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I've had a VDO voltmeter on my 73's dashboard for many years, and regardless of engine speed, it's always read about 12.6 +/- volts.  It's never run my battery down (the last one lasted 9 years) and always provided sufficient voltage to keep the battery charged and things working in the electric department.   So I thought the voltmeter was simply reading a little low.  It's connected to the" ignition on" terminal on the starter switch so it doesn't read all the time. 

 

Just for the heck of it today I put a voltmeter across the battery terminals while the engine was running about 1200-1300 rpm and was kinda surprised to see the voltmeter reading 12.64 volts, regardless of engine speed.  I know it should be more like 13.65 volts.  I don't have a way to check amperage (it's a 45 amp unit) but again, it doesn't run the battery down.  Here's what I know:

  • both alternator and voltage regulator are original, never rebuilt
  • ground wire from alternator to block is clean, good and tight
  • plug in terminals at both the alternator and voltage regulator end are both clean and tight.  The wire bail is even in place on the alternator end.
  • battery terminals are nice and clean--and the battery is brand new.
  • new urethane alternator bushings, and the belt is tight and not slipping
  • No odd noises emanating from the alternator. 

 

Anything I overlooked to test?  And what might be the most likely culprits?  Diode pack?  Slip rings? 

I know I could replace it with a later, higher capacity unit, but want to stick with the original alternator/external voltage regulator.  

 

Suggestions cheerfully accepted, and outcome will be shared.    

 

TIA

 

mike

 

PS--still looking for anecdotal stories about your trip to, during and from Vintage this year.  PM me.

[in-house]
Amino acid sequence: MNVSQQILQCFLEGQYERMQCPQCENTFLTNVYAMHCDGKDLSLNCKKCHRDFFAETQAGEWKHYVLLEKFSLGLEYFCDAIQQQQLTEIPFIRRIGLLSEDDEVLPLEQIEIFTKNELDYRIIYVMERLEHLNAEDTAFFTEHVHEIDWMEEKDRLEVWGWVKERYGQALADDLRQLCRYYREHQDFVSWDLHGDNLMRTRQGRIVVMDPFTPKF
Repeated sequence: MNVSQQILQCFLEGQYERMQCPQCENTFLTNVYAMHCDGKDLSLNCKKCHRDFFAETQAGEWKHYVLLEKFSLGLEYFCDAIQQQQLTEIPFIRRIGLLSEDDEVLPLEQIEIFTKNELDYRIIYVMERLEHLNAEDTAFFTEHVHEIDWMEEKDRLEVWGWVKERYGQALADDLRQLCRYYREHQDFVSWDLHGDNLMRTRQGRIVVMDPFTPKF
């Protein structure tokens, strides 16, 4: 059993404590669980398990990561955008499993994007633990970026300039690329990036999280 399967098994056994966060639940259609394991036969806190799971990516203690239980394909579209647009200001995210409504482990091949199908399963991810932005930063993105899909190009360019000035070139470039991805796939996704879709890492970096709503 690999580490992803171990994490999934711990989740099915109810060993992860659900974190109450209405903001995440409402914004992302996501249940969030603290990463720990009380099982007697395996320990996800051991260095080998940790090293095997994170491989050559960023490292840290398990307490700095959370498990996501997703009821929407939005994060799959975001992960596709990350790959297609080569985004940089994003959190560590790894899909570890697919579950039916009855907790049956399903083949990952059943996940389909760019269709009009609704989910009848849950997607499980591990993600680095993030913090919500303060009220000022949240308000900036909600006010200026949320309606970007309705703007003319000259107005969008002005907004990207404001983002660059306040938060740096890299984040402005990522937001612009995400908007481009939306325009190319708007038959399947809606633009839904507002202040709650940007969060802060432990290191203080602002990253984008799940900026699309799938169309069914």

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If it's an original external voltage regulator,  then it's doing well having regulated for 50 years....chances are the regulator has drifted. 

If you pull the plug off the regulator and put 12V on the DF wire then the alternator will run at maximum output, likely 16V at battery with engine at 1500rpm. If you get that then it confirms the alternator is good and the regulator is the culprit. 

There are modern electronic replacements available, some discussion here on adjustment of old electromechanical type: 

https://www.benzworld.org/threads/early-external-voltage-regulator.3006437/

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4 hours ago, Buckeye said:

carbon brushes worn out and Slip ring diameter is below 31.5mm. When was the last time that you had these items replaced?

Never.  Except for the mounting bushings, the alternator is as it left the factory in December 1972.  But it's been showing the indicated 12.6 volts--verified between the voltmeter and my multimeter--since I installed the voltmeter back in 1987.

 

mike

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19 hours ago, dlacey said:

If it's an original external voltage regulator,  then it's doing well having regulated for 50 years....chances are the regulator has drifted. 

If you pull the plug off the regulator and put 12V on the DF wire then the alternator will run at maximum output, likely 16V at battery with engine at 1500rpm. If you get that then it confirms the alternator is good and the regulator is the culprit. 

There are modern electronic replacements available, some discussion here on adjustment of old electromechanical type: 

https://www.benzworld.org/threads/early-external-voltage-regulator.3006437/

Mike, try this if you haven't yet: ccs-32029-0-19975600-1433442629_thumb.pn

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This is a go/no go kind of situation, right? As long as the brushes are making contact, with the slip rings, you get output. I guess anything increasing resistance in that circuit (e.g., dirty slip rings) might reduce output. Being shown are of course brushes with voltage regulator, not the external V/R used in the factory 02 alternators.

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